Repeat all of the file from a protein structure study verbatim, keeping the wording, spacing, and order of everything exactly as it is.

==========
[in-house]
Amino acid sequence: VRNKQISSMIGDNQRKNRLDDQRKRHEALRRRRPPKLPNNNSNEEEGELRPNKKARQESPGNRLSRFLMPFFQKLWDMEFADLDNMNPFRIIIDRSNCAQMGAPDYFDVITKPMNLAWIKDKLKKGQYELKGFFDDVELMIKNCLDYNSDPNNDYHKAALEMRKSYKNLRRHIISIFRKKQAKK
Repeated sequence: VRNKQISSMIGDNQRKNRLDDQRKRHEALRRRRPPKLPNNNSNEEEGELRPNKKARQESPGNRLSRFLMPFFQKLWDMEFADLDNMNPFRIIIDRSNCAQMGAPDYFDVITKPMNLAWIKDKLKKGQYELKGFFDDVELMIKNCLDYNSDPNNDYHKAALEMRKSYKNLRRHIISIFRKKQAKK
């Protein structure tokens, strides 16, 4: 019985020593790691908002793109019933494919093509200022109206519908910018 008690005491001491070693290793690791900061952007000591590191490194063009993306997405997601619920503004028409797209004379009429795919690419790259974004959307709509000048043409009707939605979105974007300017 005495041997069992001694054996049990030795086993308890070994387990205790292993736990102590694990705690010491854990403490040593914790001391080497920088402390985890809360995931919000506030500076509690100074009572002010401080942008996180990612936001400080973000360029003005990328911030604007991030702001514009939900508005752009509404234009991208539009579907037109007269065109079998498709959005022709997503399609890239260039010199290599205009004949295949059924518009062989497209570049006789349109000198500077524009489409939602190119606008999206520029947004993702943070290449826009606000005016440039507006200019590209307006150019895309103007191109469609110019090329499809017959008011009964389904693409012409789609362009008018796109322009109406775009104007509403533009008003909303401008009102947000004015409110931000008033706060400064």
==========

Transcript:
[in-house]
Amino acid sequence: VRNKQISSMIGDNQRKNRLDDQRKRHEALRRRRPPKLPNNNSNEEEGELRPNKKARQESPGNRLSRFLMPFFQKLWDMEFADLDNMNPFRIIIDRSNCAQMGAPDYFDVITKPMNLAWIKDKLKKGQYELKGFFDDVELMIKNCLDYNSDPNNDYHKAALEMRKSYKNLRRHIISIFRKKQAKK
Repeated sequence: VRNKQISSMIGDNQRKNRLDDQRKRHEALRRRRPPKLPNNNSNEEEGELRPNKKARQESPGNRLSRFLMPFFQKLWDMEFADLDNMNPFRIIIDRSNCAQMGAPDYFDVITKPMNLAWIKDKLKKGQYELKGFFDDVELMIKNCLDYNSDPNNDYHKAALEMRKSYKNLRRHIISIFRKKQAKK
């Protein structure tokens, strides 16, 4: 019985020593790691908002793109019933494919093509200022109206519908910018 008690005491001491070693290793690791900061952007000591590191490194063009993306997405997601619920503004028409797209004379009429795919690419790259974004959307709509000048043409009707939605979105974007300017 005495041997069992001694054996049990030795086993308890070994387990205790292993736990102590694990705690010491854990403490040593914790001391080497920088402390985890809360995931919000506030500076509690100074009572002010401080942008996180990612936001400080973000360029003005990328911030604007991030702001514009939900508005752009509404234009991208539009579907037109007269065109079998498709959005022709997503399609890239260039010199290599205009004949295949059924518009062989497209570049006789349109000198500077524009489409939602190119606008999206520029947004993702943070290449826009606000005016440039507006200019590209307006150019895309103007191109469609110019090329499809017959008011009964389904693409012409789609362009008018796109322009109406775009104007509403533009008003909303401008009102947000004015409110931000008033706060400064």